Goldman Sachs Sees Big 2014 Stock Gains, and Big Drop, in the S&P 500

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Goldman Sachs has released its themes to watch in 2014, but what stood out handily is the firm’s call on the stock market. The firm is reiterating a 2014 year-end target of 1,900 on the S&P 500 Index. This translates to an expected gain of 6%.

What investors need to consider is that some media outlets are running this as a call for a 10% stock market drop. While that is true, it is ultimately calling for larger gains for those long-term investors. We would even welcome a 10% correction, as long as it was due to valuation adjustments rather than due to systemic issues.

What investors should take away from the note is that this is not a call for a straight-shot rally. The S&P 500 index is up a whopping 26% so far in 2013, and the market has exceeded almost all strategists’ price targets that were set up early in 2013 or in late 2012.

The warning from Goldman Sachs is that the S&P 500 Index could fall by 6% over the next three months and rise by up to 11% in the next year. This would offer downside price targets of 1,700 as the first stop and 1,600 as the second stop. We have seen that the strategists even gave a two-in-three chance for a drop of 10% from the peak during 2014.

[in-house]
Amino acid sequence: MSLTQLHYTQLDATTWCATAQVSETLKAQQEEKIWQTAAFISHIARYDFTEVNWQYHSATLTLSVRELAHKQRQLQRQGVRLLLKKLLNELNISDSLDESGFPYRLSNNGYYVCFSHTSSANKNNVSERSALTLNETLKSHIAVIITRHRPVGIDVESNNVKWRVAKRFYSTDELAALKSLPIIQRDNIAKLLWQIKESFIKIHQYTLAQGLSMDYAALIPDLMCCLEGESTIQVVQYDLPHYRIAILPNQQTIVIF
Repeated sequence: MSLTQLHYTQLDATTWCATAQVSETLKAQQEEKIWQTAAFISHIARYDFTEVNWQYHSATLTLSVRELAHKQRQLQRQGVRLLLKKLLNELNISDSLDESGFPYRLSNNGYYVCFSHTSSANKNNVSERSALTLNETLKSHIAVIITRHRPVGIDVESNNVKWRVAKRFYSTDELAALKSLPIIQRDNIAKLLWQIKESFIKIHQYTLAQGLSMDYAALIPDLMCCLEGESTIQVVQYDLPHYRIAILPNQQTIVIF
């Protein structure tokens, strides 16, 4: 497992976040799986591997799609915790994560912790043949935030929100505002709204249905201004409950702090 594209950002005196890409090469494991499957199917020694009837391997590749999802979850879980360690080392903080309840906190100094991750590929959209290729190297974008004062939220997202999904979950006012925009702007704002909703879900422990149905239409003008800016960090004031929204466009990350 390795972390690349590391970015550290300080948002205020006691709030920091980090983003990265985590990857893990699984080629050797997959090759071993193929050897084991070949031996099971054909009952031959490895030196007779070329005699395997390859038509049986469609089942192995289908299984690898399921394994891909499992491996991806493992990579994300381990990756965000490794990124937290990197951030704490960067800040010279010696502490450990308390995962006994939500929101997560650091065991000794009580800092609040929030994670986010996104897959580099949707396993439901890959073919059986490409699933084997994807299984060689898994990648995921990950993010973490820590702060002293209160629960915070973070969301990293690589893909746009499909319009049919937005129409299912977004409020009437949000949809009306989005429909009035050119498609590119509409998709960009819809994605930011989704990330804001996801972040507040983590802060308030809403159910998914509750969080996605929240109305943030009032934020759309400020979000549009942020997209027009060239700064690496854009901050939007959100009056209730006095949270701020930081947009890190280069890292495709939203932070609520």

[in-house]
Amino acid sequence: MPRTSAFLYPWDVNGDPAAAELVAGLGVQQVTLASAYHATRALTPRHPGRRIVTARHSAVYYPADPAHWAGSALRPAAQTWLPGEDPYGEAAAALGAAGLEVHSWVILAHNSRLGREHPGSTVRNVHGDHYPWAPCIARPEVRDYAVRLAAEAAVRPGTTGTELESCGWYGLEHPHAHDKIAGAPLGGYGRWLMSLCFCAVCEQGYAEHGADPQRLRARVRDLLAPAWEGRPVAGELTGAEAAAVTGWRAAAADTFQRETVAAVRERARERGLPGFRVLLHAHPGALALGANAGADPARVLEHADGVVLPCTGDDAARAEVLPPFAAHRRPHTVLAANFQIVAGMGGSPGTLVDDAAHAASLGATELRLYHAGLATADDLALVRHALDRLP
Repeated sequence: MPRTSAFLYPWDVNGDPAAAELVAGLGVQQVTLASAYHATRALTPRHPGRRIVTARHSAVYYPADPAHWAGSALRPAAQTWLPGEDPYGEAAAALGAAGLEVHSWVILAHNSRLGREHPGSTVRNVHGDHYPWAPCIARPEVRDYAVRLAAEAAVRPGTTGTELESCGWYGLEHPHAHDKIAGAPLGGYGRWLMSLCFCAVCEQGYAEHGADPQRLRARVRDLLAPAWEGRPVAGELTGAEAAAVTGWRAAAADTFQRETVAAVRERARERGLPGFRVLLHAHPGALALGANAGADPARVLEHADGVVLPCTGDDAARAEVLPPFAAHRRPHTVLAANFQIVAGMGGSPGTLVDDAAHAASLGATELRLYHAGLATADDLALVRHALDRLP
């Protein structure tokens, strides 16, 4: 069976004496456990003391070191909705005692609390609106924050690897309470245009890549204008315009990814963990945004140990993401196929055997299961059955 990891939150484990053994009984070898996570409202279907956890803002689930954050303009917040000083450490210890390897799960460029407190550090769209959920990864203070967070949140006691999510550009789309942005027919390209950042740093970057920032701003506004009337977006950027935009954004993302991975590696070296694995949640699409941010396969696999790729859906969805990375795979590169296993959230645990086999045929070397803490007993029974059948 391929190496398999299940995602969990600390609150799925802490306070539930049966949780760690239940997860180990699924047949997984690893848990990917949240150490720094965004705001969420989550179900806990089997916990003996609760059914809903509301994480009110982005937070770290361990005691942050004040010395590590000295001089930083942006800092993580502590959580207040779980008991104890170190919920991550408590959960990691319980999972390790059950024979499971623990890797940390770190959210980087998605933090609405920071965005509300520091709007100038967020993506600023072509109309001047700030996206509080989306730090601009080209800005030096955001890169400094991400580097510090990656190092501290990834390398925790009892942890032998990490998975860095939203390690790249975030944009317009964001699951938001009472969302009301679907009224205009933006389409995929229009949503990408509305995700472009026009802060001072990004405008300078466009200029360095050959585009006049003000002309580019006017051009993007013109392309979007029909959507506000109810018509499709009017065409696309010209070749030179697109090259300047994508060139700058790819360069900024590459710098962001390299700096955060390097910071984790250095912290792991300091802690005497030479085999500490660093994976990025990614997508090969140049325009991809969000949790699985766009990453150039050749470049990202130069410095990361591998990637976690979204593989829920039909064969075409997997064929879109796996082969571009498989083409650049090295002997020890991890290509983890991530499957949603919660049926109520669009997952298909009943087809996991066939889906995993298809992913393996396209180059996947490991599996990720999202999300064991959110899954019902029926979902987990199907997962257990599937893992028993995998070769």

Before you panic about news reports elsewhere trying to scare you about a measly 10% drop, consider two things: 1) where we have come from and 2) where we likely are going.

  1. The S&P 500 bottomed out at about 666 in the peak of the panic in 2009, which means the market has rallied about 167% or so since then.
  2. Goldman Sachs is expecting the S&P 500 to hit 2,100 by the end of 2015 and 2,200 by the end of 2016.

Do you want even more raging bull market reassurance? Remember that one strategist gave us a longer-term view that the S&P 500 would rise to as much as 2,584. If you want the flip side of the coin, the gloomy and grumpy Marc Faber predicted a 1987 style crash back in August. That has yet to materialize.

We will try to update this article with more detail.

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